Not so fun a fact, but a fact nonetheless. This is from my days on a 1. 5 million chicken raise farm.

In a barn of a quarter million new chicks, approximately .5 to 1% are effected at the fetal stage by bacteria, however survive the infection and birth severely deformed. Once in a house that will raise them from chick till birth, this 1% equals 2500 chickens that will consume overhead, water, feed, but due to deformity will also not survive till adult hood. 36 days is the typical cycle of chickens to be raised, but even if they were left to eat and water for 2 weeks, 2500 fast growing chicks can put away a lot of money's worth of sustenance. An investment that will see no return, seeing as how they will die before market.

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So, for the first week or so the trucks of chickens comes in, for about 2 hours a day, you walk around a barn full of a quarter million of these adorable little creatures, trying to spot 1 legged chicks, backwards heads, one winged, and any with black dots... and you snap there poor little heads, and toss them in a trash bag tied to your waste. I never enjoyed doing it, it actually was very painful each and every time, and I never numbed to it.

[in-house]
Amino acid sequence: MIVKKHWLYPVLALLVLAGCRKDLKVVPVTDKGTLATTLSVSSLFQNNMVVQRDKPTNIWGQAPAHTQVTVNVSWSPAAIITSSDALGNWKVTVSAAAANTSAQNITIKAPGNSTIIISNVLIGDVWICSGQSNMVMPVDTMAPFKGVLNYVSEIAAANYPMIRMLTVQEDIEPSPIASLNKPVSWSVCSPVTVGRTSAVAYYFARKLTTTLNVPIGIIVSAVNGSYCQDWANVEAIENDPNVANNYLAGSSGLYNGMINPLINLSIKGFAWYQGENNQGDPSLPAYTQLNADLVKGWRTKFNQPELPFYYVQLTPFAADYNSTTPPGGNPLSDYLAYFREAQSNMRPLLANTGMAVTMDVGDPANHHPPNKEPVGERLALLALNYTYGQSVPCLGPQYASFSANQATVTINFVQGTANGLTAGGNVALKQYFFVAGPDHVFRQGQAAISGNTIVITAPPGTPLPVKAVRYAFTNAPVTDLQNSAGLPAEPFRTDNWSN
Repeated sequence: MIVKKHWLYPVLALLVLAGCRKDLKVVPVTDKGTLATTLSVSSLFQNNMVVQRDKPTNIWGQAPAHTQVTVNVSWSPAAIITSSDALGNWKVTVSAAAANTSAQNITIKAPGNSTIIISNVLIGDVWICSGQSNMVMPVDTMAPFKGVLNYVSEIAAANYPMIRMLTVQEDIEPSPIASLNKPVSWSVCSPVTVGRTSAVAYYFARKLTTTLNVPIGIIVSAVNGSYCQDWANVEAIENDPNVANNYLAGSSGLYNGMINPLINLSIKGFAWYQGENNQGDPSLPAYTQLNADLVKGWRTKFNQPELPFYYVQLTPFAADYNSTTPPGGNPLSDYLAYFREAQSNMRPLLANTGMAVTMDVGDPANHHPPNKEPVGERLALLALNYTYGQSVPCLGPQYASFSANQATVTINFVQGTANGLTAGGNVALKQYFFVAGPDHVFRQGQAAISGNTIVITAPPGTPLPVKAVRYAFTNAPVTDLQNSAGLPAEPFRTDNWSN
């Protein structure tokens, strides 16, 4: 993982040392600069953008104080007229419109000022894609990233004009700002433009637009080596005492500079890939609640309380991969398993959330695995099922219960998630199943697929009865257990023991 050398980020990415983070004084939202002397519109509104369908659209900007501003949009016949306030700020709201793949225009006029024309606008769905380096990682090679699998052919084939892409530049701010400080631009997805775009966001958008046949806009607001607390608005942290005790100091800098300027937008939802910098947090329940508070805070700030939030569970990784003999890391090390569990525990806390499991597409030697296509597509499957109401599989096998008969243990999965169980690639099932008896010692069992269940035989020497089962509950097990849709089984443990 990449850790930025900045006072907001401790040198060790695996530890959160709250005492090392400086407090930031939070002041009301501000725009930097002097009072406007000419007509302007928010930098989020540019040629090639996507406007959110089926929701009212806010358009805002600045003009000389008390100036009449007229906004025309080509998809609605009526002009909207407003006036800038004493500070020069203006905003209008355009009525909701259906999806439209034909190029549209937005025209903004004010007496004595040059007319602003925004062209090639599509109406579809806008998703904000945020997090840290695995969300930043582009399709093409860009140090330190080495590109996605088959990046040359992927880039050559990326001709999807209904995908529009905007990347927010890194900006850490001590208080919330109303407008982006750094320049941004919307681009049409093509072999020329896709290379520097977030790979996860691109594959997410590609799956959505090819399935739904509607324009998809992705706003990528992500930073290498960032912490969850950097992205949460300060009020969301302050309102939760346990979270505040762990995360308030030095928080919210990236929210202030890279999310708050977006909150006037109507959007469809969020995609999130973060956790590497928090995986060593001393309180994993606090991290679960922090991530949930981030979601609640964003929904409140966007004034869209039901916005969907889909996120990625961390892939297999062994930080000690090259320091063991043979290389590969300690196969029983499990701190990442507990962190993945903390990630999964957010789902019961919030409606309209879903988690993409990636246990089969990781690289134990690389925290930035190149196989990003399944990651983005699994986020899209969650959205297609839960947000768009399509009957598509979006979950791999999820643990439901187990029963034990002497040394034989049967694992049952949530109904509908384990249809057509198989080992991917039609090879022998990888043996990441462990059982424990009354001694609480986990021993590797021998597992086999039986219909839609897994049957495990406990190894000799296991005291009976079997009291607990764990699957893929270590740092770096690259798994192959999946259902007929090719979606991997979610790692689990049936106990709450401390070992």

So to the moral. Not that each and every daily consumable requires you to sit down and put hours of conscious thought into what all was behind it's course to end up in front of you, but as seekers of knowledge I feel we definitely have a bit of a responsibility to increase our appreciation of the things we have, because we truly can't fathom what all it took to reach your hands. Whether it was an industrial death, or a little kid crying on a chicken farm in the middle of nowhere every time he had to break a cute little baby chicks neck. Just remember when that mobile page is taking a second longer than usual to load up (or 10 seconds long if you have att) to be thankful.